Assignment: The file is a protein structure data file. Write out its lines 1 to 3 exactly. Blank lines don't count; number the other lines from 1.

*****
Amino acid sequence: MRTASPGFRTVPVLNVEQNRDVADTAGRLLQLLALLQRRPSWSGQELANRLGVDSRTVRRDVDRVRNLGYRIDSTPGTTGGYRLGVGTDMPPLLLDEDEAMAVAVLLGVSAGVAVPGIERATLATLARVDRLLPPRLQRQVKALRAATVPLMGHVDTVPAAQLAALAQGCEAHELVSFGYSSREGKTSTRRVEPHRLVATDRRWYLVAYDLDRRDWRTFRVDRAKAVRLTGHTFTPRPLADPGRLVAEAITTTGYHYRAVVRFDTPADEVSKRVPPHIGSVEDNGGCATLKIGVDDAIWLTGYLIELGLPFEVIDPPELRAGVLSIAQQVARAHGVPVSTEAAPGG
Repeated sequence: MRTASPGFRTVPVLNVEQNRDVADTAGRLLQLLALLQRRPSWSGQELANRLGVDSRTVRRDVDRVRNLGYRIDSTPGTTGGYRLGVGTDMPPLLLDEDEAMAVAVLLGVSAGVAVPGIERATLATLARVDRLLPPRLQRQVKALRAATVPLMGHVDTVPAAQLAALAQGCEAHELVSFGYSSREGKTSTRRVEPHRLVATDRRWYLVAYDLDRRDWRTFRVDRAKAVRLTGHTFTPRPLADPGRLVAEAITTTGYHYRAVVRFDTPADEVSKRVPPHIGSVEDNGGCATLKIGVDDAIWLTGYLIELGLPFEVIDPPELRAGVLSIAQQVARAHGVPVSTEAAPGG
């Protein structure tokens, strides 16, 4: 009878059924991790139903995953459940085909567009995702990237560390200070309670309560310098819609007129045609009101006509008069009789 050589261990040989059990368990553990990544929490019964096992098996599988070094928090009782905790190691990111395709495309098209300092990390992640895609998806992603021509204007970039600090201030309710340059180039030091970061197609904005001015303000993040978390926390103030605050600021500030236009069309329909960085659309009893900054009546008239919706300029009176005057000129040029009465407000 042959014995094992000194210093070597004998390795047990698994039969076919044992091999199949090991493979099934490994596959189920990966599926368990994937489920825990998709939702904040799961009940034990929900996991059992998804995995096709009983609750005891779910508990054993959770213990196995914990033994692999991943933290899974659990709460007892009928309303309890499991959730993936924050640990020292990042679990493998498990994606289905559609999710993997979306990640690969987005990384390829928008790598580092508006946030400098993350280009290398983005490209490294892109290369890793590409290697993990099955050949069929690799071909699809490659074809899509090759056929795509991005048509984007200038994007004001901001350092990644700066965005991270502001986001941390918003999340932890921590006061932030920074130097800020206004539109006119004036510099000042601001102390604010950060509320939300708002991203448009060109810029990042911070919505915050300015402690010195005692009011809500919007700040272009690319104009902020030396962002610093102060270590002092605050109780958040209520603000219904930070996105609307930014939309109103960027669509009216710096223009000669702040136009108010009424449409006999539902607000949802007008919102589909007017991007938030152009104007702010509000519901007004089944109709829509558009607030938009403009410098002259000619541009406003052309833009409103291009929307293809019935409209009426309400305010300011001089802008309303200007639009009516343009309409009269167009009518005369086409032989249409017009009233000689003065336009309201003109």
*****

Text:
Amino acid sequence: MRTASPGFRTVPVLNVEQNRDVADTAGRLLQLLALLQRRPSWSGQELANRLGVDSRTVRRDVDRVRNLGYRIDSTPGTTGGYRLGVGTDMPPLLLDEDEAMAVAVLLGVSAGVAVPGIERATLATLARVDRLLPPRLQRQVKALRAATVPLMGHVDTVPAAQLAALAQGCEAHELVSFGYSSREGKTSTRRVEPHRLVATDRRWYLVAYDLDRRDWRTFRVDRAKAVRLTGHTFTPRPLADPGRLVAEAITTTGYHYRAVVRFDTPADEVSKRVPPHIGSVEDNGGCATLKIGVDDAIWLTGYLIELGLPFEVIDPPELRAGVLSIAQQVARAHGVPVSTEAAPGG
Repeated sequence: MRTASPGFRTVPVLNVEQNRDVADTAGRLLQLLALLQRRPSWSGQELANRLGVDSRTVRRDVDRVRNLGYRIDSTPGTTGGYRLGVGTDMPPLLLDEDEAMAVAVLLGVSAGVAVPGIERATLATLARVDRLLPPRLQRQVKALRAATVPLMGHVDTVPAAQLAALAQGCEAHELVSFGYSSREGKTSTRRVEPHRLVATDRRWYLVAYDLDRRDWRTFRVDRAKAVRLTGHTFTPRPLADPGRLVAEAITTTGYHYRAVVRFDTPADEVSKRVPPHIGSVEDNGGCATLKIGVDDAIWLTGYLIELGLPFEVIDPPELRAGVLSIAQQVARAHGVPVSTEAAPGG
């Protein structure tokens, strides 16, 4: 009878059924991790139903995953459940085909567009995702990237560390200070309670309560310098819609007129045609009101006509008069009789 050589261990040989059990368990553990990544929490019964096992098996599988070094928090009782905790190691990111395709495309098209300092990390992640895609998806992603021509204007970039600090201030309710340059180039030091970061197609904005001015303000993040978390926390103030605050600021500030236009069309329909960085659309009893900054009546008239919706300029009176005057000129040029009465407000 042959014995094992000194210093070597004998390795047990698994039969076919044992091999199949090991493979099934490994596959189920990966599926368990994937489920825990998709939702904040799961009940034990929900996991059992998804995995096709009983609750005891779910508990054993959770213990196995914990033994692999991943933290899974659990709460007892009928309303309890499991959730993936924050640990020292990042679990493998498990994606289905559609999710993997979306990640690969987005990384390829928008790598580092508006946030400098993350280009290398983005490209490294892109290369890793590409290697993990099955050949069929690799071909699809490659074809899509090759056929795509991005048509984007200038994007004001901001350092990644700066965005991270502001986001941390918003999340932890921590006061932030920074130097800020206004539109006119004036510099000042601001102390604010950060509320939300708002991203448009060109810029990042911070919505915050300015402690010195005692009011809500919007700040272009690319104009902020030396962002610093102060270590002092605050109780958040209520603000219904930070996105609307930014939309109103960027669509009216710096223009000669702040136009108010009424449409006999539902607000949802007008919102589909007017991007938030152009104007702010509000519901007004089944109709829509558009607030938009403009410098002259000619541009406003052309833009409103291009929307293809019935409209009426309400305010300011001089802008309303200007639009009516343009309409009269167009009518005369086409032989249409017009009233000689003065336009309201003109």